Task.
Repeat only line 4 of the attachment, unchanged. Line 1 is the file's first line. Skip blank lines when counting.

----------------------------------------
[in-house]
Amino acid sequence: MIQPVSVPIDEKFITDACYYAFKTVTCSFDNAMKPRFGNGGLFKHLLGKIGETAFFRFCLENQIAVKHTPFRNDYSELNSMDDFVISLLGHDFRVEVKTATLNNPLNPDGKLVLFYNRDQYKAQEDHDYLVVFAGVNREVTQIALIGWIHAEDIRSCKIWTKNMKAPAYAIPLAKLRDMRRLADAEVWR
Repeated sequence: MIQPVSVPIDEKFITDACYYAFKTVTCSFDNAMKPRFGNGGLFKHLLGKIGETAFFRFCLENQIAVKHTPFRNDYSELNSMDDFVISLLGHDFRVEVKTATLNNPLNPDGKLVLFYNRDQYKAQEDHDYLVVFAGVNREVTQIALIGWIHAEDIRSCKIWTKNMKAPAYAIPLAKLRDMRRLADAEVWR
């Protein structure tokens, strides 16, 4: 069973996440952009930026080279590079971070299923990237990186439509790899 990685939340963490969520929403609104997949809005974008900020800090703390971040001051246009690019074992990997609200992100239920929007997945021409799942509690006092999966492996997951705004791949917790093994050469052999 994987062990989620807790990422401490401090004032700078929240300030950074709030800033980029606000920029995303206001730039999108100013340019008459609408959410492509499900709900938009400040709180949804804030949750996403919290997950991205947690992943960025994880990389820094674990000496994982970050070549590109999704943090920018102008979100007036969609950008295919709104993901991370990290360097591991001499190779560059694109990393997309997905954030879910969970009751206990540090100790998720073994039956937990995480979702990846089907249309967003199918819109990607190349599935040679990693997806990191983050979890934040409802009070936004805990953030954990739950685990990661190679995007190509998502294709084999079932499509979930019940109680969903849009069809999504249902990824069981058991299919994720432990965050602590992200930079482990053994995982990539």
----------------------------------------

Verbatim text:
């Protein structure tokens, strides 16, 4: 069973996440952009930026080279590079971070299923990237990186439509790899 990685939340963490969520929403609104997949809005974008900020800090703390971040001051246009690019074992990997609200992100239920929007997945021409799942509690006092999966492996997951705004791949917790093994050469052999 994987062990989620807790990422401490401090004032700078929240300030950074709030800033980029606000920029995303206001730039999108100013340019008459609408959410492509499900709900938009400040709180949804804030949750996403919290997950991205947690992943960025994880990389820094674990000496994982970050070549590109999704943090920018102008979100007036969609950008295919709104993901991370990290360097591991001499190779560059694109990393997309997905954030879910969970009751206990540090100790998720073994039956937990995480979702990846089907249309967003199918819109990607190349599935040679990693997806990191983050979890934040409802009070936004805990953030954990739950685990990661190679995007190509998502294709084999079932499509979930019940109680969903849009069809999504249902990824069981058991299919994720432990965050602590992200930079482990053994995982990539």